In her book, Shadows of Type, Angelina Bennet includes a helpful chart which pairs each of Jung’s eight functions with a symbolic concept believed to represent it. She associates Extraverted Thinking, for instance, with a fencing sword.
In this post, we’ll examine the symbols Bennet employs to represent Jung’s functions. We’ve also added images to better illustrate them, as well as a useful visual summary at the end of the post.
Extraverted Thinking (Te): “Fencing Sword”
Description: Swift, efficient, quick.
The expressions of Extraverted Thinking (Te) are precise and to the point. One is rarely forced to guess what an ENTJ or ESTJ (i.e., “ETJs”) is thinking, as these types are always ready and willing to express their thoughts. ETJs are straight-shooters, disinclined to “beat around the bush.” If you’re wanting a little sugar to go with your medicine, you’re unlikely to get it from an ETJ.
In this light, we can appreciate Bennet’s use of the “fencing sword” concept, as ETJs’ judgments are quick, pointed, and precise.
Extraverted Feeling (Fe): “Radiant Sun”
Description: Warm, positive, outward reaching.
Like Te, Extraverted Feeling (Fe) is an extraverted judging function. While Fe can also deliver quick judgments, the expressions of EFSJ and ENFJ types are typically rich in emotion as they emanate from the heart. EFJs are natural persuaders and motivators. They know how to rally the troops and get everyone on the same emotional page. In speaking from the heart, they naturally stir the hearts of those around them.
In addition to its warmth, Fe can also be quite intense. Orators like Martin Luther King or Tony Robbins are good examples. Therefore, Bennet’s notion of a “radiant sun” nicely symbolizes both the emotional warmth and intensity that characterizes this function.
Extraverted Sensing (Se): “Lightning”
Description: Fast, impressive, energetic.
Extraverted Sensing (Se) is quick to take notice of environmental details. It constantly scans its surroundings and zeroes-in on objects of interest. Due to its observational powers, Se users often have good visual memories, able to accurately recall landmarks and other visual details. Se types, namely ESTPs and ESFPs, can also think quickly on their feet, contributing to their aptitude as athletes, performers, emergency responders, etc.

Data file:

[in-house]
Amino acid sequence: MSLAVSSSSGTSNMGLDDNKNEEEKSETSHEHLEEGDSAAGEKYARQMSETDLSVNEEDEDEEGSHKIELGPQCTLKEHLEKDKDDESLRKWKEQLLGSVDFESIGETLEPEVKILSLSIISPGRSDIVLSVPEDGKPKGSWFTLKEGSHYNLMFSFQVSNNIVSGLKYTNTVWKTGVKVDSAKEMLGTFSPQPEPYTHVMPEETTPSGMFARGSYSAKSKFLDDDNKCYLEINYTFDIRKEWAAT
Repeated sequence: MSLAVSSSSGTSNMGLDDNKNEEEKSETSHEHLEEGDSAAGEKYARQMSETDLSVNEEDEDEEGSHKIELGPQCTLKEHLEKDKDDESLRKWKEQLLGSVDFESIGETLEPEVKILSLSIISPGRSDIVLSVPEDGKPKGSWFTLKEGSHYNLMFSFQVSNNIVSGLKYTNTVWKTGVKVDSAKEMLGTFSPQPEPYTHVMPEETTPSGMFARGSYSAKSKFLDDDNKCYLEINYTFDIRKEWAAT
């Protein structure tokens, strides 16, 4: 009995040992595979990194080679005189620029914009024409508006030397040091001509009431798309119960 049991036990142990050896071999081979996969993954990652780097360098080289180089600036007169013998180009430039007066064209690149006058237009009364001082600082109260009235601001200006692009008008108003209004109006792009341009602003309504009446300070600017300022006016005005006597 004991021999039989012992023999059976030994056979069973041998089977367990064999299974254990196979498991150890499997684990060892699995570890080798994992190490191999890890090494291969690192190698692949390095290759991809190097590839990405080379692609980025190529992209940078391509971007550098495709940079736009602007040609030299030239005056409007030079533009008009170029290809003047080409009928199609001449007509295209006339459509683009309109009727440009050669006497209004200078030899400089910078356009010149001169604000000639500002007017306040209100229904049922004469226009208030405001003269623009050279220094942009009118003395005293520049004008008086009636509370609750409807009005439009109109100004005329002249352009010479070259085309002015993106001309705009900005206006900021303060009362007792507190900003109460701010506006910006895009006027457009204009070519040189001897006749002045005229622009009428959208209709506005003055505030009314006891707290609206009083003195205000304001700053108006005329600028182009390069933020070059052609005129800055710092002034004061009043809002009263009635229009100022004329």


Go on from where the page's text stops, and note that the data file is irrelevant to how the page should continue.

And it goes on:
Bennet’s “lightning” descriptor thus appears to effectively capture the workings of Se, as well as the swift and spontaneous responses ESPs are known for.
Extraverted Intuition (Ne): “Fireworks”
Description: One (idea) after another, exciting.
Extraverted Intuition (Ne) is a prolific producer of ideas and possibilities. ENTPs and ENFPs can be commonly seen brainstorming aloud, barely finishing one thought before they’re onto the next. There’s also an air of excitement or enthusiasm about their ideas, as each idea is felt to have its own sense of novelty and promise. While other types may be dizzied by the speed and multi-directionality of Ne, one thing’s for sure—life is never dull with an ENP around.
Bennet’s “fireworks” concept is thus apropos for Ne. This function starts with an idea—the first boom, if you will—then cascades into an array of related thoughts and possibilities. You can learn more about Ne in our Finding Your Path course.
Introverted Thinking (Ti): “Oyster & Pearl”
Description: Working on something until perfect or correct.
At first blush, it may seem a bit strange that Bennet chose to associate Introverted Thinking (Ti) with pearl-making. But when we look at the lives of INTPs and ISTPs, many are devoted to honing and refining their craft, whether as mechanics, craftspersons, philosophers, or small business owners.
ITPs are often at their best when investing in something that’s entirely their own. That thing—whatever it happens to be—is their pearl.
Introverted Feeling (Fi): “Dormant Volcano”
Description: Strong, quiet, hidden depths.
Introverted Feeling (Fi) monitors and manages emotions on a largely independent basis. Unlike Fe types, INFPs and ISFPs don’t wear their emotions on their sleeves. Strangers may thus perceive these types as coy or cool, perhaps even unemotional. But this couldn’t be further from the truth, as IFPs are wellsprings of emotion. One only needs to read their poetry, listen to music they’ve composed, or watch them engage with their children to glimpse their emotional depths.
Bennet’s notion of the “dormant volcano” is therefore an apt descriptor of Fi. Indeed, I recently observed an INFP fashion designer on the reality show, “Making the Cut,” describe herself using this exact term.
Introverted Sensing (Si): “Oak Tree”
Description: Stable, traditional, grounded.
Introverted Sensing (Si) is rooted in our past experience. Whenever we try to preserve the past, or perpetuate it into the present, we are engaging Si. Our habits, routines, and traditions all bear an Si imprint.
As illustrated by the “oak tree” image, Si has a substantiality and deep-rootedness that fortifies it against even the most powerful winds. This can be both a strength and weakness of ISTJs and ISFJs, who can be extremely loyal, steady and committed, but also stubborn and resistant to change.
Introverted Intuition (Ni): “Galaxy”
Description: Drawing things in, ever-expanding, never-ending.
Introverted Intuition (Ni) is an introverted perceiving function. So just as an Se user might gaze upon our external universe, INTJs and INFJs inhabit their own inner galaxy, which feels similarly immense and infinite.
That said, Ni is typically best described in terms of its depth rather than breadth. While its breadth may be circumscribed, its depth is unbounded. In this light, I might have chosen an alternate image for Ni, such as a deep sea diver, but acknowledge that INJs may nonetheless resonate with Bennet’s “galaxy” concept.